In the one instant before they come apart they are like the peonies in the front garden at Mr. Kinnear's, that first day, only those were white. Nancy was cutting them. She wore a pale dress with pink rosebuds and a triple-flounced skirt, and a straw bonnet that hid her face. She carried a flat basket, to put the flowers in; she bent from the hips like a lady, holding her waist straight. When she heard us and turned to look, she put her hand up to her throat as if startled.
From the Virago paperback edition, 1997.
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Every Man for Himself
"For the four fraught, mysterious days of her doomed maiden voyage in 1912, the Titanic sails towards New York, glittering with luxury, freighted with millionaires and hopefuls. In her labyrinthine passageways are played out the last, secret hours of a small group of passengers, their fate sealed in prose of startling, sublime beauty, as Beryl Bainbridge's haunting masterpiece moves inexorably to its known and terrible end."
"Darkly brilliant...a rare and remarkable novel" - Observer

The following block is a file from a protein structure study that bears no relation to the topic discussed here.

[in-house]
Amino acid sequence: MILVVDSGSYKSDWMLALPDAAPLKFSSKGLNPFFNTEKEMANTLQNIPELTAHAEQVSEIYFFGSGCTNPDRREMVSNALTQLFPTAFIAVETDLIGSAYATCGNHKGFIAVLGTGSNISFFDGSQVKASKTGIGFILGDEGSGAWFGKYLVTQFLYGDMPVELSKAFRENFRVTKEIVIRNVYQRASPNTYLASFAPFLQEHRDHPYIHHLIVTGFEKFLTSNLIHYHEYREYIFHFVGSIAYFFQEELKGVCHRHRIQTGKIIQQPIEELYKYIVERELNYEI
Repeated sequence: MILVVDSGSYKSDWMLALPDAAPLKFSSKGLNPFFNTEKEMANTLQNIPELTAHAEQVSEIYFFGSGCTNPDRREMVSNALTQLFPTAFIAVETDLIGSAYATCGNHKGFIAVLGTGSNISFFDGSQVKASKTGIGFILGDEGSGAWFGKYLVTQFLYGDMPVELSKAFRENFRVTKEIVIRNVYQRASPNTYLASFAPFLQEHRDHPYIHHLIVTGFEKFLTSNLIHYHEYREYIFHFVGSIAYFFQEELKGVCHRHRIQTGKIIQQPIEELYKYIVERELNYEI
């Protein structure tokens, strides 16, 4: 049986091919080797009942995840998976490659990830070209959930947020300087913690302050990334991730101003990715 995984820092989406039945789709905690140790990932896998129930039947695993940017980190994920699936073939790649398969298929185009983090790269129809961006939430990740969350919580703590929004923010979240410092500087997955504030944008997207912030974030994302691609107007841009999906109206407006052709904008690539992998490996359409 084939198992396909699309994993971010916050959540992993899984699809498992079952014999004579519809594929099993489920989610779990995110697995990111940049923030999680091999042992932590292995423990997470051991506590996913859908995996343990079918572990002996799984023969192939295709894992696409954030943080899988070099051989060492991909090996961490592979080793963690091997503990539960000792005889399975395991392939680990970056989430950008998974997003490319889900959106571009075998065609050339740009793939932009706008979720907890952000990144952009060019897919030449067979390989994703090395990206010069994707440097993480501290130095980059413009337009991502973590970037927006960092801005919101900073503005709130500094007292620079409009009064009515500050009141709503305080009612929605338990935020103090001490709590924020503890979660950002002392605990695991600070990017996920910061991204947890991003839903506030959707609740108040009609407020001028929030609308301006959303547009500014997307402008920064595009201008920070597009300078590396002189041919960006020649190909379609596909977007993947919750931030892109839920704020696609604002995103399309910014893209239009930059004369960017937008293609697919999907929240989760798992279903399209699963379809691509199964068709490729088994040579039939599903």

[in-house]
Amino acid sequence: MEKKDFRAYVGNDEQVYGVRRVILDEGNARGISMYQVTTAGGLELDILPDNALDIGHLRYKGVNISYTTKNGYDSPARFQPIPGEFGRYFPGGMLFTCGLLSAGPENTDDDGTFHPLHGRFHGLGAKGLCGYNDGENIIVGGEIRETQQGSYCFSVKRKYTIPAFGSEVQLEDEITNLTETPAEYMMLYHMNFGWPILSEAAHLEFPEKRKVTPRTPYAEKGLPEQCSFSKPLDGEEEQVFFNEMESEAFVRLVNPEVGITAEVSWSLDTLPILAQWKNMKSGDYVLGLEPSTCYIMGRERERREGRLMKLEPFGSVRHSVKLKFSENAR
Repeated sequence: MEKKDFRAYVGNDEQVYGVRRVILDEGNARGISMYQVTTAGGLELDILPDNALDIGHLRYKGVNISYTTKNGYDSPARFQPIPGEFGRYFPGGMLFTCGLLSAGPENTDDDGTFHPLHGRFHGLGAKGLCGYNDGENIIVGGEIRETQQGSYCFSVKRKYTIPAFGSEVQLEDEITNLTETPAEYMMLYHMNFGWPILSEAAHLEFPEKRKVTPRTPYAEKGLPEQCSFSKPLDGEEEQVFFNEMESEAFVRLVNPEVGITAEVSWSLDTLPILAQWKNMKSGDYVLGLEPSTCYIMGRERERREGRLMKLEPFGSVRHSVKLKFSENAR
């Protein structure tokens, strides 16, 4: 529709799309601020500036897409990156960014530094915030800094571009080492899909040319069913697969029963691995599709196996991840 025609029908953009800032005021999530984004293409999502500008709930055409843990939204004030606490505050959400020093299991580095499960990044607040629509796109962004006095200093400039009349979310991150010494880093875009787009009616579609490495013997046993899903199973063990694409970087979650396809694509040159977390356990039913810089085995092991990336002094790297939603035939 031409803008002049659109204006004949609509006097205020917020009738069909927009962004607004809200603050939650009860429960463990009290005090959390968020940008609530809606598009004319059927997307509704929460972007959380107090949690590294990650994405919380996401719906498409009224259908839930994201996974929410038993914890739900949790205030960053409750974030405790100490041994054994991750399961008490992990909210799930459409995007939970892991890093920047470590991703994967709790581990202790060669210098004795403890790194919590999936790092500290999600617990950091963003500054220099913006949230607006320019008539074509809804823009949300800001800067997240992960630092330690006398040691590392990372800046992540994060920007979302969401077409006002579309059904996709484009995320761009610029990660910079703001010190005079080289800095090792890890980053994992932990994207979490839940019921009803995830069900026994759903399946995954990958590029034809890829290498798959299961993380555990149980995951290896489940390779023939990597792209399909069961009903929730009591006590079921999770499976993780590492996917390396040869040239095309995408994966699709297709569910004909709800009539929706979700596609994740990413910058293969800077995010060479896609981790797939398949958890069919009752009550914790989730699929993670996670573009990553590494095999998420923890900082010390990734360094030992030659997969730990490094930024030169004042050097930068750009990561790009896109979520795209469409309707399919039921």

"You will find yourself holding your breath, racing over the words, physically gripping the book...She has never written better, with such passion, ease and skill, such control. When I had finished the book, I read it again immediately...The last few pages are beautiful, without a word too many or ill-chosen, and unbearably moving. Goodness, it is good!" - Susan Hill, Literary Review
"Bainbridge hits a tremendous pace as her story reaches its climax. In a remarkably concise book, shot through with laconic wit, she establishes, complex characters who engage first the reader's curiosity, then affection" - New Statesman
"Excellent...the prose is always clean and immaculate, but rises with great moving effect to an account of the sinking" - Mail on Sunday
"The outstanding novel of 1996, elegaic, sharp and exquisitely written" - Elspeth Barker, 'Books of the Year', Independent on Sunday
"Brilliant...do not miss this novel" - Victoria Glendinning, Daily Telegraph
He said, 'Save yourself if you can,' and I said firmly enough, though I was trembling and clutching at straws, 'I intend to. Will you stand at my side?' To which he replied, 'Remember, Morgan, not the height, only the drop, is terrible.' Then he walked away, gait unsteady, the cord of his robe trailing the deck.